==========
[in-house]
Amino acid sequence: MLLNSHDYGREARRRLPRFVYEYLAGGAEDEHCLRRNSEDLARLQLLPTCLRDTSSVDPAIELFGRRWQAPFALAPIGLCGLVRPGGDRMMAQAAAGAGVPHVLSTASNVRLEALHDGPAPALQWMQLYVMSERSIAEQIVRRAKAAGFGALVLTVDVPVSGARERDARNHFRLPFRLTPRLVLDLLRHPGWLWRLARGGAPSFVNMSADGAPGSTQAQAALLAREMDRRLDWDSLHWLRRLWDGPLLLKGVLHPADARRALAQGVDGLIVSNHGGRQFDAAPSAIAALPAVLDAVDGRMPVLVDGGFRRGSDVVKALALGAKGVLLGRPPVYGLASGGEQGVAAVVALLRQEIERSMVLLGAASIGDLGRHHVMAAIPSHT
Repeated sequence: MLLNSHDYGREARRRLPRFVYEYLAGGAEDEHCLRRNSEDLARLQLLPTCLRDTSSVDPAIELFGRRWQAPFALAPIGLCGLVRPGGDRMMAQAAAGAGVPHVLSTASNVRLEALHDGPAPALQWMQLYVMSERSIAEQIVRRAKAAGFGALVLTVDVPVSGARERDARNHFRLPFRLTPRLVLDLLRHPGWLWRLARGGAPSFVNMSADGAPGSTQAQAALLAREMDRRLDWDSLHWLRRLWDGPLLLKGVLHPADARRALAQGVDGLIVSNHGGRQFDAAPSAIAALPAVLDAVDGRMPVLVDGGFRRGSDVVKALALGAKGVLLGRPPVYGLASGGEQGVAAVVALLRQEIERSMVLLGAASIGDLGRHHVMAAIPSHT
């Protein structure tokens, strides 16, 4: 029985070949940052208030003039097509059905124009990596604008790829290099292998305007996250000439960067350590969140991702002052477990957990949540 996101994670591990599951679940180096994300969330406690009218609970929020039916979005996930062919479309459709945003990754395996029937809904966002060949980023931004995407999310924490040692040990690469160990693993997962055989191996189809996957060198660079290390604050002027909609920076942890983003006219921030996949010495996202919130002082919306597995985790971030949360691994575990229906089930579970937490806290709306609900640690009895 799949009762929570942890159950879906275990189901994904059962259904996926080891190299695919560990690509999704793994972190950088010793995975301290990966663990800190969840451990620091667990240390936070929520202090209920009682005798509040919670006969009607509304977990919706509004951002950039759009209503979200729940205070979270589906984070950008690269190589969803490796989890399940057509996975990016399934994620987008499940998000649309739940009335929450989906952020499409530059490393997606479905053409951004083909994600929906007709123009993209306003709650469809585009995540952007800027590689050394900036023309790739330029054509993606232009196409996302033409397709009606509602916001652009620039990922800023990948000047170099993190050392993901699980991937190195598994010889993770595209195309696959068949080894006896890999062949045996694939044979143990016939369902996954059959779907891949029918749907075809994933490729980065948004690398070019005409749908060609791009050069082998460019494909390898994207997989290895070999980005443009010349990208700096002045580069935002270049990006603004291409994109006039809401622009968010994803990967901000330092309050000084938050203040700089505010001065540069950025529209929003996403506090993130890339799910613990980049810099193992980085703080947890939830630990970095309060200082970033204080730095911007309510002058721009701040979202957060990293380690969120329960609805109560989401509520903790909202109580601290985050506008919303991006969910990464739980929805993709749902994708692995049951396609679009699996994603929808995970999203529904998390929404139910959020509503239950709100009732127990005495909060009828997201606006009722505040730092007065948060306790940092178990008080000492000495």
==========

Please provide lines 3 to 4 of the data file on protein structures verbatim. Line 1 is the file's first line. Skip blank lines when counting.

Repeated sequence: MLLNSHDYGREARRRLPRFVYEYLAGGAEDEHCLRRNSEDLARLQLLPTCLRDTSSVDPAIELFGRRWQAPFALAPIGLCGLVRPGGDRMMAQAAAGAGVPHVLSTASNVRLEALHDGPAPALQWMQLYVMSERSIAEQIVRRAKAAGFGALVLTVDVPVSGARERDARNHFRLPFRLTPRLVLDLLRHPGWLWRLARGGAPSFVNMSADGAPGSTQAQAALLAREMDRRLDWDSLHWLRRLWDGPLLLKGVLHPADARRALAQGVDGLIVSNHGGRQFDAAPSAIAALPAVLDAVDGRMPVLVDGGFRRGSDVVKALALGAKGVLLGRPPVYGLASGGEQGVAAVVALLRQEIERSMVLLGAASIGDLGRHHVMAAIPSHT
């Protein structure tokens, strides 16, 4: 029985070949940052208030003039097509059905124009990596604008790829290099292998305007996250000439960067350590969140991702002052477990957990949540 996101994670591990599951679940180096994300969330406690009218609970929020039916979005996930062919479309459709945003990754395996029937809904966002060949980023931004995407999310924490040692040990690469160990693993997962055989191996189809996957060198660079290390604050002027909609920076942890983003006219921030996949010495996202919130002082919306597995985790971030949360691994575990229906089930579970937490806290709306609900640690009895 799949009762929570942890159950879906275990189901994904059962259904996926080891190299695919560990690509999704793994972190950088010793995975301290990966663990800190969840451990620091667990240390936070929520202090209920009682005798509040919670006969009607509304977990919706509004951002950039759009209503979200729940205070979270589906984070950008690269190589969803490796989890399940057509996975990016399934994620987008499940998000649309739940009335929450989906952020499409530059490393997606479905053409951004083909994600929906007709123009993209306003709650469809585009995540952007800027590689050394900036023309790739330029054509993606232009196409996302033409397709009606509602916001652009620039990922800023990948000047170099993190050392993901699980991937190195598994010889993770595209195309696959068949080894006896890999062949045996694939044979143990016939369902996954059959779907891949029918749907075809994933490729980065948004690398070019005409749908060609791009050069082998460019494909390898994207997989290895070999980005443009010349990208700096002045580069935002270049990006603004291409994109006039809401622009968010994803990967901000330092309050000084938050203040700089505010001065540069950025529209929003996403506090993130890339799910613990980049810099193992980085703080947890939830630990970095309060200082970033204080730095911007309510002058721009701040979202957060990293380690969120329960609805109560989401509520903790909202109580601290985050506008919303991006969910990464739980929805993709749902994708692995049951396609679009699996994603929808995970999203529904998390929404139910959020509503239950709100009732127990005495909060009828997201606006009722505040730092007065948060306790940092178990008080000492000495």